Leaving Steamboat and heading up to Wyoming, we passed through Craig, CO. There are a few things to plan ahead if you take the backroad adventure: 1. Gas (or charging...there were charging stations in Craig); 2. going off-road (as in gravel or dirt roads); and 3. no cell service. So plan your gas trips AND definitely bring up your map / Roadtrippers app while you're in civilization and DO NOT CLOSE IT. Oh, and if your maps says it's the shortest route, maybe take a look for construction or road closures as it most definitely will NOT be. Adventure awaits. Talk about wide open spaces. And antelope. They. Are. Everywhere. Hundreds. Luckily the roads are above the landscape and fences tend to keep them away from harms way, yours and theirs. But they are hard to see as they blend in with the color of the desert like fields. I never was able to get any on camera but just know to look for them.
We came into Boggs, WY and straight up to I-80 and west to Rock Springs, WY and then through Bridger-Teton Forest to Jackson, WY. Back to lush mountains, rivers, and curvy roads. Once we got to Jackson, it was booming. Super busy time of year I suppose. Once again no place to stay. But we found a great pizza place off the square. I'm not sure what it's called but looked like a converted theatre. Bar up front, open dining area, hand-fired pizza. So good!
Late night with no stays in Jackson (at least not for our budget), hotel points to the rescue again. It was just across the state line in Idaho, but, unfortunately, the "shortest route" ended up being a construction-full zone that included one lane road and lots of waiting. Note to self for future planning.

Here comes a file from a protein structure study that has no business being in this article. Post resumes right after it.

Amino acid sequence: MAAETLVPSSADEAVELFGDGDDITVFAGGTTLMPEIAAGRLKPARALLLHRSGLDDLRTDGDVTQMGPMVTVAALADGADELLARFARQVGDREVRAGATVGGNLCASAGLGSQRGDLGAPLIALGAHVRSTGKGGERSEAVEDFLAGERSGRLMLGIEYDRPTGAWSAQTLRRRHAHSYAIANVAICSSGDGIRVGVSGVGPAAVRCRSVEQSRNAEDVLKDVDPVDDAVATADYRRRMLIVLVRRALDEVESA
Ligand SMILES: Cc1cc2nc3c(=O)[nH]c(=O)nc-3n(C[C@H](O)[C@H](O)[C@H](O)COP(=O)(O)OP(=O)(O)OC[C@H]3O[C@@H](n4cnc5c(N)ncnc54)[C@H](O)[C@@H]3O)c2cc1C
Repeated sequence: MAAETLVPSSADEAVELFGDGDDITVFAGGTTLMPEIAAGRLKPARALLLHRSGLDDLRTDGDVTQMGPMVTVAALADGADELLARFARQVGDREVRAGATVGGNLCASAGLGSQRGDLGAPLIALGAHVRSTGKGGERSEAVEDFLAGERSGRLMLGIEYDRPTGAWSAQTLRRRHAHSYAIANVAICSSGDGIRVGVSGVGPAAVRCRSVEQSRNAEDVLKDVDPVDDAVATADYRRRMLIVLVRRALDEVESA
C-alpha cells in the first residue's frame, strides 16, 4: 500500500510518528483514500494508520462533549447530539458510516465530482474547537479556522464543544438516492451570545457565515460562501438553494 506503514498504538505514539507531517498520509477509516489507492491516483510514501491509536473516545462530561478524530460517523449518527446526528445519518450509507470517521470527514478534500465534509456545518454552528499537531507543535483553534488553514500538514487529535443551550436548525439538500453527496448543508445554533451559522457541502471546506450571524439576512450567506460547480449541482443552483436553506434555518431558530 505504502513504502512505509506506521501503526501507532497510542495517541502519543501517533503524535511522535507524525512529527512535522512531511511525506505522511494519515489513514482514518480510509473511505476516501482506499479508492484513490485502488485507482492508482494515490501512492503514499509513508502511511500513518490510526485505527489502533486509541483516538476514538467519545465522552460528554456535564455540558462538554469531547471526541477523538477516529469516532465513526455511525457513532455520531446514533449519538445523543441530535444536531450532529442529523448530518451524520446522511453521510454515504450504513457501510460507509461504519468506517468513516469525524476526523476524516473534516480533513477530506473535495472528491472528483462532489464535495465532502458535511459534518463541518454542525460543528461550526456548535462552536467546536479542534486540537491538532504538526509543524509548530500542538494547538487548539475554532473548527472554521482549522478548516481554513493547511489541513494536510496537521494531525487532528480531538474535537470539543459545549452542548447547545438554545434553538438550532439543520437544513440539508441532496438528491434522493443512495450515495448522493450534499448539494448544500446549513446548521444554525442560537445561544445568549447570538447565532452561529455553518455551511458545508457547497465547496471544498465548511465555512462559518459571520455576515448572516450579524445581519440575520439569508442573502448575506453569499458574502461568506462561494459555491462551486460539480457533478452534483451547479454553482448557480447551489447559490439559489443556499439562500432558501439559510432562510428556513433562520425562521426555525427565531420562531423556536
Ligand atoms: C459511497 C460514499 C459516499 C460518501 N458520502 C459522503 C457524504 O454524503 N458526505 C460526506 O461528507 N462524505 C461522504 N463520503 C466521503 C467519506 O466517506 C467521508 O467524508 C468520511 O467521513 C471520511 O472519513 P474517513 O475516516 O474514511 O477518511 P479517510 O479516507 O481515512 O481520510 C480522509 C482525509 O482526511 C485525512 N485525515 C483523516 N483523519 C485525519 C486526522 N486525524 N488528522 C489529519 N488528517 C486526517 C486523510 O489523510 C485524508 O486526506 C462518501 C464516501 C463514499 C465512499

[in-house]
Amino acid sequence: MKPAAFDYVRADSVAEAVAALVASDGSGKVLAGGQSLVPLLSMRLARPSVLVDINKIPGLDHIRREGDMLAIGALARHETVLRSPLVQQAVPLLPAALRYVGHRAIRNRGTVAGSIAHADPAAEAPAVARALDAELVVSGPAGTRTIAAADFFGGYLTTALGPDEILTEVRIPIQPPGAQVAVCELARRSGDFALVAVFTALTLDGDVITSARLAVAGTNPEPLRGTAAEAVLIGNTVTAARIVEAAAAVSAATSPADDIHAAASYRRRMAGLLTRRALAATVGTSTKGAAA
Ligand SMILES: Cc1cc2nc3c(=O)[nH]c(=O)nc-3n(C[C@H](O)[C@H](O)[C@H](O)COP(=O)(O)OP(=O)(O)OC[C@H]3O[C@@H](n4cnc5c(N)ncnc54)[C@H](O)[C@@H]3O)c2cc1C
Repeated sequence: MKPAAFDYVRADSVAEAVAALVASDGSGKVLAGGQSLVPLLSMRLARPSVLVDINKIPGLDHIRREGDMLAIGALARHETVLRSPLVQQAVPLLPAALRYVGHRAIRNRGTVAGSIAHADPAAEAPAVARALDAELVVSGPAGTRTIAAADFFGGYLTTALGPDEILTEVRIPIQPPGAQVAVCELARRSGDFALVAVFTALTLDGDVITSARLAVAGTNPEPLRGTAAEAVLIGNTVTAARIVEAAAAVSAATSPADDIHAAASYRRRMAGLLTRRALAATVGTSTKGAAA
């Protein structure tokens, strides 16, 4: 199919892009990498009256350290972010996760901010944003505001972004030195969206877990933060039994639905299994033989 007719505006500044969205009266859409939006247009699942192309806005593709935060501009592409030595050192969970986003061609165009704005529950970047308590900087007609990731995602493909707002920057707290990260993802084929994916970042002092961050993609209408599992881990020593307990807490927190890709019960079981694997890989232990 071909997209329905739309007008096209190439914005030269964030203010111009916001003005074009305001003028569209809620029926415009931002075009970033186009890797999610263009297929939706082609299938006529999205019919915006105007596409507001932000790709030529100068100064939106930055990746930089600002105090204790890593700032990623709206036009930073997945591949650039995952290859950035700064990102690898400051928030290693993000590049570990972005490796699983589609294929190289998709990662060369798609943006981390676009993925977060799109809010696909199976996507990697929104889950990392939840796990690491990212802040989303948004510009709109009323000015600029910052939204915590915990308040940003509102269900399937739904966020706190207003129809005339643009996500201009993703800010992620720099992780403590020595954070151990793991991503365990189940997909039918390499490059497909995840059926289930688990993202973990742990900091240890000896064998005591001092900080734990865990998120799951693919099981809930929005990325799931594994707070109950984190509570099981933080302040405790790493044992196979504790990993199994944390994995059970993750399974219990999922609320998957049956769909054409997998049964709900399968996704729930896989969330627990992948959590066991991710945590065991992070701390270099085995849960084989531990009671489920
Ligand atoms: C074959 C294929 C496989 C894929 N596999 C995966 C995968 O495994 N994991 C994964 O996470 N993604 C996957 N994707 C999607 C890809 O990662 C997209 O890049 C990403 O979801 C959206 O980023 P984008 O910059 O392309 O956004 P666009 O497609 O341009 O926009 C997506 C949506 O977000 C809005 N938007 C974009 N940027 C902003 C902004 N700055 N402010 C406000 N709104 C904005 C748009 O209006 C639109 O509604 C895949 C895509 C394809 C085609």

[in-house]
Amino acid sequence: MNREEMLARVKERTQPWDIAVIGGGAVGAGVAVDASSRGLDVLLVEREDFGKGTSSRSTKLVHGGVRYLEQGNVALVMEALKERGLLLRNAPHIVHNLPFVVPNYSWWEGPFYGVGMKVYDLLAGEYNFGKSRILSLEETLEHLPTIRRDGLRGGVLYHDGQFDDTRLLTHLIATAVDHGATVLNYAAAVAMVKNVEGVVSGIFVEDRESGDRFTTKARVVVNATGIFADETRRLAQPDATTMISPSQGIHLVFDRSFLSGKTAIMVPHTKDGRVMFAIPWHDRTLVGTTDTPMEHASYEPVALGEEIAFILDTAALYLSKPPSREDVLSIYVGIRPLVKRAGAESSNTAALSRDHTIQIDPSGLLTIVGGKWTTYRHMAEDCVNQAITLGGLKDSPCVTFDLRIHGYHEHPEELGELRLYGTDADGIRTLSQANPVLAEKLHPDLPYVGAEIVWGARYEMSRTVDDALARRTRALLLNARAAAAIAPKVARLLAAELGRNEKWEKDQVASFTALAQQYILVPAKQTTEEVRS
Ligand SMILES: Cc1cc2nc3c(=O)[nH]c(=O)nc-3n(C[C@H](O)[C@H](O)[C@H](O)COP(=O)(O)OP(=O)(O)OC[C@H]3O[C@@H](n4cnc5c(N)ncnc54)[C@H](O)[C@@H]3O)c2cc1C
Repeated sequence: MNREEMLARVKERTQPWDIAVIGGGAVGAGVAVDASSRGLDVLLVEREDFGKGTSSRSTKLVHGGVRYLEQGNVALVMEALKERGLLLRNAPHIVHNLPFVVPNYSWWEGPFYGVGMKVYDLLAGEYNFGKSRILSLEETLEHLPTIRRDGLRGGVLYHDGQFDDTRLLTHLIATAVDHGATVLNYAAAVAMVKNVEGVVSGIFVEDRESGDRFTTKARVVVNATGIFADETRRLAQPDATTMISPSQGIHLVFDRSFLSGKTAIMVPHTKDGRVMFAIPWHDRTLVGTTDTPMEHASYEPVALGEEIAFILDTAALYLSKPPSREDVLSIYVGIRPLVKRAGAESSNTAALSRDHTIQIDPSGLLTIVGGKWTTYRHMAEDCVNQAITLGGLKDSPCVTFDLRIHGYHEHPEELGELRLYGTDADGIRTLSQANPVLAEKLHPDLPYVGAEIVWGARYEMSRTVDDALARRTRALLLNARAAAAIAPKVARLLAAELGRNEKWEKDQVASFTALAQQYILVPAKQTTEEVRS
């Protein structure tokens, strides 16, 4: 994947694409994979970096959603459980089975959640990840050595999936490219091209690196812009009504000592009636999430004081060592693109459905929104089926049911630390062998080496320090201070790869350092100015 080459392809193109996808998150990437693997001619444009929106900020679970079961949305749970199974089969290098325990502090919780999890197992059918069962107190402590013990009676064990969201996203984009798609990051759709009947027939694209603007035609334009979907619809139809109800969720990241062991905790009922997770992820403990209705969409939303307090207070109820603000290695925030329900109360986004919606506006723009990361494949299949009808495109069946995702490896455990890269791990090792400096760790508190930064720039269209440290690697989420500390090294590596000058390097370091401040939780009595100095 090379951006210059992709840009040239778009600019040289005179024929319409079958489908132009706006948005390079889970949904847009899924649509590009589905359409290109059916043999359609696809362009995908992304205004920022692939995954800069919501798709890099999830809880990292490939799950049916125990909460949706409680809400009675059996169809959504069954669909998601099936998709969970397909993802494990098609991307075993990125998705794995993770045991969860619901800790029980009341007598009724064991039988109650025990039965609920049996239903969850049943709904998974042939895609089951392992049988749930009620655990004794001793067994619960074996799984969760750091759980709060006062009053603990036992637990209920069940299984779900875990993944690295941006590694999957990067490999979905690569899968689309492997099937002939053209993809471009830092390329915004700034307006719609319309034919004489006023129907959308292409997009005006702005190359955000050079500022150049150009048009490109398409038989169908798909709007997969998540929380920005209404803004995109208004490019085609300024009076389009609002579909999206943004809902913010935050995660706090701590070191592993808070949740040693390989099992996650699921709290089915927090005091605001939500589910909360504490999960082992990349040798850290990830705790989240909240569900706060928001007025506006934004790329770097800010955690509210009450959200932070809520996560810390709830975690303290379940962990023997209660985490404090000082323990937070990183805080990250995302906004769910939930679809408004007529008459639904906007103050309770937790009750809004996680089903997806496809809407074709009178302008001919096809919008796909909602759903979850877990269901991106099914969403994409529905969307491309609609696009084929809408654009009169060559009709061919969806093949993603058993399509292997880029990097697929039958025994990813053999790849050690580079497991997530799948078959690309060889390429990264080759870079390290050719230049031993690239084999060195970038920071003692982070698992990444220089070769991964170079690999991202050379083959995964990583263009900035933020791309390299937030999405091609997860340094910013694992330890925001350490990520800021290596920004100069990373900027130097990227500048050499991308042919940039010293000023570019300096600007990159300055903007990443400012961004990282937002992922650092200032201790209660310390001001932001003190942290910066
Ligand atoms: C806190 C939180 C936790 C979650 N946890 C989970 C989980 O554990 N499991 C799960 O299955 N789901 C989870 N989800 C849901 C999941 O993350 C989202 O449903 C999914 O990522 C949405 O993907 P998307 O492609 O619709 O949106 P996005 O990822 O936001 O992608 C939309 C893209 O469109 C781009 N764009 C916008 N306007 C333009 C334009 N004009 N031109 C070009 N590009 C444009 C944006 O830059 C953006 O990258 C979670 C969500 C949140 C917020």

After a good nights rest and an early grab and go breakfast, we packed up and headed back to Jackson via Idaho scenic route. Some photo albums reference these areas. Driving into Grand Teton is MAGNIFICENT and I'm not even sure that truly describes the view or the feeling you get seeing it for the first time. The pictures really don't give you the sense of wonder that seeing it person does. We came in on the southwest side of Grand Teton and drove up around Jenny Lake and north around Jackson Lake and up to the south entrance of Yellowstone National Park by Yellowstone Lake. Absolutely amazing!! Photos on my site here: www.grand-teton-np.nashvilleconnected.com/
I forgot to mention earlier that I had also ordered an annual pass for all National Parks. That is a MUST DO if you plan to take adventures out west. It's $80ish, good for a year, and covers your car entrance, including up to 4 passengers (i think?), to national parks that charge an entrance fee. If any parks do not charge an entrance fee, this pass does not cover any fees associated. Side note, too, is that some parks are requiring reservations. While we didn't run into that on this trip, definitely check it out when planning your adventure. For an annual pass (and other passes) and more information about reservations or parks, start here: www.nps.gov/planyourvisit/passes.htm
Yellowstone and more, coming soon. To be continued...